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Botanical Name :Solanum capsicoides
Species: S. capsicoides
This species had been included in S. aculeatissimum as variety denudatum by Dunal (Solanum denudatum of Bitter is S. humile as described by Lamarck). It was also included in the eggplant (S. melongena) under its junior synonym S. trongum (as var. sinuato-pinnatifidum), also by Dunal.
In addition, the Cockroach Berry is sometimes referenced under the following obsolete names:
*Solanum arrebenta Vell.
*Solanum bodinieri H.Lév. & Vaniot
*Solanum capsicoides Hort. Paris ex Lam. (preoccupied)
*Solanum ciliare Willd.
*Solanum ciliatum Lam.
*S. ciliatum of Blume from F.A.W. Miquel is an undetermined species of Lycianthes.
*Solanum ciliatum var. arenarium Dunal
*S. arenarium of Schur is S. villosum as described by Philip Miller.
*S. arenarium of Otto Sendtner is a valid species
*Solanum macowanii Fourc.
*Solanum pentapetaloides Roxb. ex Hornem.
*S. pentapetaloides of Bojer from Dunal in de Candolle is S. imamense.
*Solanum pentapetalum Schltdl.
*Solanum sinuatifolium Vell.
*Solanum sphaerocarpum Moric.
Common Names: Cockroach berry, Devil’s apple, Soda apple
Habitat: Solanum capsicoides is native to eastern Brazil but naturalized in other tropical regions. It is widely naturalised in eastern Australia (i.e. in the wetter parts of eastern Queensland and in some parts of eastern New South Wales).
Also widely naturalised in other tropical regions, including in south-eastern USA (i.e. Texas, Louisiana, Mississippi, Alabama, Florida, South Carolina and North Carolina) on several Pacific islands (i.e. French Polynesia, Western Samoa, Tonga and Hawaii).
Solanum capsicoides is a flowering plant in the Solanaceae family.Annual or short-lived perennial shrub to 1 m high, sparsely hairy with long simple and minute glandular hairs It is native to eastern Brazil but naturalized in other tropical regions, where it sometimes becomes an invasive weed……click & see the pictures
Stem: Usually flowers and fruits as a shrub about 1-2 m tall but also flowers when smaller.
Leaves: Leaf blades about 4-8 x 4-7 cm, hairy on both the upper and lower surfaces also with erect, straight about 4-10 mm long spines present on both surfaces particularly along the midrib and main lateral veins. Petioles about 1.5-2.5 cm long. Leaf blade margins coarsely lobed with 2 or 3 lobes on each side. Twigs and petioles also armed with spines.
Flowers: Inflorescence axis, pedicels and calyx armed with straight spines. Pedicels about 10-25 mm long. Calyx about 4-6 mm long, lobes about 2-3 mm long. Corolla about 20-30 mm diam. Anthers orange, about 5-7 mm long, filaments somewhat flattened or winged. Ovary clothed in fine short glandular hairs. Style short.
Fruits: Fruits depressed globular, about 20-35 mm diam. Pedicels spiny. Calyx green, spiny, persistent at the base of the fruit. Seeds numerous, about 4-6 mm diam. including the thick wing around the margin. Seeds dry, not immersed in pulp. Embryo +/- coiled, cotyledons no wider than the radicle.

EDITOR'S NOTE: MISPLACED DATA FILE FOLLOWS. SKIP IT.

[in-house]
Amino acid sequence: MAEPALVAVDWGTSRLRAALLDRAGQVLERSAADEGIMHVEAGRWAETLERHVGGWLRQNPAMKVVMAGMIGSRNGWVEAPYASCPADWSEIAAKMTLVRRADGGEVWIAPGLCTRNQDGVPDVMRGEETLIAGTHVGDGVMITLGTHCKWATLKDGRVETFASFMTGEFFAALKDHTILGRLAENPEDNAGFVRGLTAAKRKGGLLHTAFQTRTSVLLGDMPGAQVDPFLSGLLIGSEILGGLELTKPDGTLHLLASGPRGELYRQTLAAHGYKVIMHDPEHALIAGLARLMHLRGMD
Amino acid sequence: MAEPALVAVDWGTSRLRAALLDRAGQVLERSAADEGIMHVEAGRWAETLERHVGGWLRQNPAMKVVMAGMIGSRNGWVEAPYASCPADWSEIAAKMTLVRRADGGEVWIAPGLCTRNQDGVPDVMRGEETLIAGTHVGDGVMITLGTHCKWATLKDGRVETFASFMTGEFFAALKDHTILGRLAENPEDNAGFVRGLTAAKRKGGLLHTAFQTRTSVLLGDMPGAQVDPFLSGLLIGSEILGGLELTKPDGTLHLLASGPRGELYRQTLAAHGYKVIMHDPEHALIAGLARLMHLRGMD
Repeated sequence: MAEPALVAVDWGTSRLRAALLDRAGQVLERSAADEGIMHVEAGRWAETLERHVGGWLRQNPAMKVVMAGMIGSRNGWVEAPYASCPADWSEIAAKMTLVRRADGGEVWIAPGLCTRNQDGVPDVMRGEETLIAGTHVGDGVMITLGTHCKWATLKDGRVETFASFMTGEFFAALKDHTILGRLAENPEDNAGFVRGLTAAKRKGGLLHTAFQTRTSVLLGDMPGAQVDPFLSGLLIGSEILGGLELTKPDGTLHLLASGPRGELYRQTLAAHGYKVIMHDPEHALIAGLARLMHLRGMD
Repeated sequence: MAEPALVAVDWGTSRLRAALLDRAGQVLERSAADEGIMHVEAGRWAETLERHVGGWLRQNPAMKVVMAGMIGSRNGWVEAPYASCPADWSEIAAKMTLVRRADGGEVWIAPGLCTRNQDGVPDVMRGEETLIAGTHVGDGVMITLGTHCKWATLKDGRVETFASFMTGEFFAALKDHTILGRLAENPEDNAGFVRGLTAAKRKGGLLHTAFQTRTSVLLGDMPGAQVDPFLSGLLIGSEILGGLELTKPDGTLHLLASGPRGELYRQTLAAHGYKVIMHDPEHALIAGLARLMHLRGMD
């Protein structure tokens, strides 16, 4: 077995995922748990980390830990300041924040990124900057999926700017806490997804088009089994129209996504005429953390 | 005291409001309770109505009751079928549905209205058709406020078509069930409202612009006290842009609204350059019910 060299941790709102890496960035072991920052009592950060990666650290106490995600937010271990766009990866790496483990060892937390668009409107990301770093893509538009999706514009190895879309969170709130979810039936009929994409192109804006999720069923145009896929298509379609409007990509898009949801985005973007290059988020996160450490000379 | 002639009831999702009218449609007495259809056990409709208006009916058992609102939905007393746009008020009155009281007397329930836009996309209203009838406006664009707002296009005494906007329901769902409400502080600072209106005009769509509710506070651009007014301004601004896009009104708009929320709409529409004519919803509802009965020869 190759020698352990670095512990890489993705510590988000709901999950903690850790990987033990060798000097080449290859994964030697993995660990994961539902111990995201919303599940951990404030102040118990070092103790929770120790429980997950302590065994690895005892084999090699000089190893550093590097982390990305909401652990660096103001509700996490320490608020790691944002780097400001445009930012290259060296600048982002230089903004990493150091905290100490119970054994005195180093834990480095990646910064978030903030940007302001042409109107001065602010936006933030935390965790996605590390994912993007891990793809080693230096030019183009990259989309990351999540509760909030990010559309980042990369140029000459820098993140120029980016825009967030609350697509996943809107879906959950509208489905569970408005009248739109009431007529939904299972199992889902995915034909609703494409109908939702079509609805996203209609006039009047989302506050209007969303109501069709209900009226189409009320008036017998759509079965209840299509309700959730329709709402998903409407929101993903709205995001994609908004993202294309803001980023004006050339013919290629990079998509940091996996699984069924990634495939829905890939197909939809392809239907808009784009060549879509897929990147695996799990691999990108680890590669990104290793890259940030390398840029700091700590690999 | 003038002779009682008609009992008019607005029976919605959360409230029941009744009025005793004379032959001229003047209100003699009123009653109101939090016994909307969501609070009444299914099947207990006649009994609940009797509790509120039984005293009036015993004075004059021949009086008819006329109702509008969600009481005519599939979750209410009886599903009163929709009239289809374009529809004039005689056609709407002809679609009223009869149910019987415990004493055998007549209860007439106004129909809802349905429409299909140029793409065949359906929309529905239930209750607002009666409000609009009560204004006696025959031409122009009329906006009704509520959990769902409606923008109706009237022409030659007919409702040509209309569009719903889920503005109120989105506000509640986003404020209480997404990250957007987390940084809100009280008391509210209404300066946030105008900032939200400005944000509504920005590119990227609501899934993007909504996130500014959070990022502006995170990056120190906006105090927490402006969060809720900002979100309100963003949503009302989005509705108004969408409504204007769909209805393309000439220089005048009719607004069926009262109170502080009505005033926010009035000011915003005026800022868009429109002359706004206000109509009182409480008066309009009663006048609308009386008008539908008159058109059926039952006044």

Seedlings: Cotyledons about 11-13 x 4-7 mm on petioles about 8-14 mm long. First pair of leaves alternate or paired, both the upper and lower surfaces and the petiole clothed in erect white hairs. At the tenth leaf stage: leaf blade +/- cordate, margin slightly lobed, spines present on the stem, petiole, midrib and lateral veins on both the upper and lower leaf surfaces.
Solanum capsicoides is tender (frost hardy to zone 9a) perennial (grown usually as an annual plant) to 1,2m (4ft) high. This species is used in colder regions of Australia as a rootstock for perennial eggplant (Solanum melongena) trees. By grafting to create an “eggplant tree” which can literally produce from dozens to hundreds of eggplants. An “eggplant tree” can produce eggplants for about eight months of the year for two or three years in cold southern Australia areas. It is necessity only to cover the grafted tree in winter so the eggplant grafts don’t die off (the grafting process make plants that are annual in cold climates into perennials). Plant very spinous. In the past field children in Brazil delighted with these fruits. The layer of flesh under the skin is edible and very tasty. It should be not eaten in large quantities, it is rather a snack. Also very ornamental plant (many of orange fruits). In autumn the leafless branches with ripe fruits can be used like component of dry bouquets (the fruits are very permanent – for a few months they will not dry out or rot). Easy to grow. It can fruit in temperate gardens, but must be sown early (the best in January – March). Seeds harvested in summer 2012. Package 50 seeds.
Solanum capsicoides, ponm pwezon, is used when “blood goes up in somebody’s head and make them kind of crazy.’’ First they are given a tea made of fle makata (Caesalpinia pulcherrima), bonmidjez and lard. The head is then wrapped with ponm pwezon poultice and a decoction made with olive oil, cheese, and saspawey (Agave caribaeicola) is given to drink. Ingestion of this plant could be harmful.
In homeopathy Solanum Arrebenta is used in Apoplexy.
Disclaimer : The information presented herein is intended for educational purposes only. Individual results may vary, and before using any supplement, it is always advisable to consult with your own health care provider.